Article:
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Edmond Rosstand never considered his play Cyrano de Bergerac to be about romantic love; however, from a different perspective it is due the fact Cyrano loves Roxanne. And., the fact that he tried to keep his feelings to himself so that she could be happy with Christian makes it even more romantic. By doing anything to make a person happy is truly romance and showing them that they are completely loved by actions is whole-heartedly romantic. By Cyrano taking the time out to write Roxanne love poetry is very romantic even though he lets Christian take the credit of it. Despite the fact that this story is not a truly happy story since Cyrano is not too thrilled, it does have some elements can be considered romance and some moments can be thought of as being romantic.
The essentance of romance is in the air in Act II, Scene 11…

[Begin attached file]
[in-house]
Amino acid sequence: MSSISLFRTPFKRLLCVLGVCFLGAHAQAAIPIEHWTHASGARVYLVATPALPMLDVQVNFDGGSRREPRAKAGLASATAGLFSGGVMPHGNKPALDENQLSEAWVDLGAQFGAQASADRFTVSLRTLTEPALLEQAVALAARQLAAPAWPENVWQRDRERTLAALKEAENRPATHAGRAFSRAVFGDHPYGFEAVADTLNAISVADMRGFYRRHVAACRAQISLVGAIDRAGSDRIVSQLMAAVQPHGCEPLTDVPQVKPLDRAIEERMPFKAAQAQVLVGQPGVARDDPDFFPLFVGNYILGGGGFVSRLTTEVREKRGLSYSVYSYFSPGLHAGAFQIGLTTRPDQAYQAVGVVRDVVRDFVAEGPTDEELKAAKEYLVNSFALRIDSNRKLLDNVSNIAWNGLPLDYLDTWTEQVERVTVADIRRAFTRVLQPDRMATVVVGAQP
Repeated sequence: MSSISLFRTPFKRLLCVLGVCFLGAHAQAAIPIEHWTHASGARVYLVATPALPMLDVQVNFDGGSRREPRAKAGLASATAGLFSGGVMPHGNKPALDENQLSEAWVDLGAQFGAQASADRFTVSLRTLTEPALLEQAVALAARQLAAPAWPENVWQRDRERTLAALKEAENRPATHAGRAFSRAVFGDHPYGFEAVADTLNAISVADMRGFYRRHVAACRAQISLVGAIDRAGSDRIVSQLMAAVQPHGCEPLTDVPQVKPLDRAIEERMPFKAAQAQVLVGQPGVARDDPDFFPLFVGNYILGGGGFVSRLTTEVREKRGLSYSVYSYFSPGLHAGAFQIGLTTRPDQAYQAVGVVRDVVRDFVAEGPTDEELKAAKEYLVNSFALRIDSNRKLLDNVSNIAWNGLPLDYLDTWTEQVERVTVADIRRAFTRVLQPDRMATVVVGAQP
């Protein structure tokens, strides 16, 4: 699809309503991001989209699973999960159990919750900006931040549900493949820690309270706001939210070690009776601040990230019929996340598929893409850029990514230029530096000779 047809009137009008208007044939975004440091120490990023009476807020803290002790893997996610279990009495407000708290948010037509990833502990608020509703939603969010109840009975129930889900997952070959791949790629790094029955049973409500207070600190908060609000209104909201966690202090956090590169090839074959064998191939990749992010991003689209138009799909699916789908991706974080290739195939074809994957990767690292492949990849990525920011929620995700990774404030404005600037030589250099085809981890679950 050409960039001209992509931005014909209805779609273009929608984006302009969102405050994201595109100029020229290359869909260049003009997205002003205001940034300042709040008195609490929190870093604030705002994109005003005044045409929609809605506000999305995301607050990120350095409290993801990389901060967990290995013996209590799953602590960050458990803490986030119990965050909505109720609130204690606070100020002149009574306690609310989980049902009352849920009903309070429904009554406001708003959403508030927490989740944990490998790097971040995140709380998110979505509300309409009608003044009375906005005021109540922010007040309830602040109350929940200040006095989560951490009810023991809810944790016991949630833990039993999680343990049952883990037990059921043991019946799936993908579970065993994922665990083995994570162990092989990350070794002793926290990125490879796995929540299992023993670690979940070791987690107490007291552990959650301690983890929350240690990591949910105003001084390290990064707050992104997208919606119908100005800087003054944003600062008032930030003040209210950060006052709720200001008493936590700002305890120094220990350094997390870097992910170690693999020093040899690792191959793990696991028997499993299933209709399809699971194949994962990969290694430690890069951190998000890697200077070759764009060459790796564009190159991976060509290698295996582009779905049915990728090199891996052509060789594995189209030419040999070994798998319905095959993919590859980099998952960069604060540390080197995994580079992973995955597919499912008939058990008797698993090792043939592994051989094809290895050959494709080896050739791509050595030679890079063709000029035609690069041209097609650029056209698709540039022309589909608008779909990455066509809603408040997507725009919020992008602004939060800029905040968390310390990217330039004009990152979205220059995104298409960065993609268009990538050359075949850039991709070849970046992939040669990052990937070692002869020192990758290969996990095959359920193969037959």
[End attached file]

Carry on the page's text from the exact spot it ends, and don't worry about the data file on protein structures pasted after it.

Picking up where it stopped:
" Roxane is the lone woman, idolized as a beautiful creature of a courtly love scenario, little more. Her feelings for Christian, even before she receives letters she thinks are from the handsome and empty-headed young man, are similarly idealistic. "Roxane: His face shines with wit and intelligence. He's proud, noble, young, fearless, and handsome.... Cyrano: Handsome! Roxane: hat is it? hat's the matter? Cyrano: Nothing.... it's... it's... it's only a twinge of pain from this little scratch." This exchange from Act I shows the extend of Cyrano's feelings for Roxanne. However, they also show the idolizing, removed quality of the love Roxane feels for Christian and Christian feels for Roxane. Thus not only is Cyrano is unable to express his affection for the woman in literal or physical terms, because of his appearance, but none of the characters really 'touch' one another, except through verbal pyrotechnics. "Christian: I need…
Cyrano de Bergerac." Official fan website. 2005. http://www.jasondunn.com/cyrano/index2.htm[19 Mar 2005]
Rostand, Edmund. "Cyrano de Bergerac." 1867.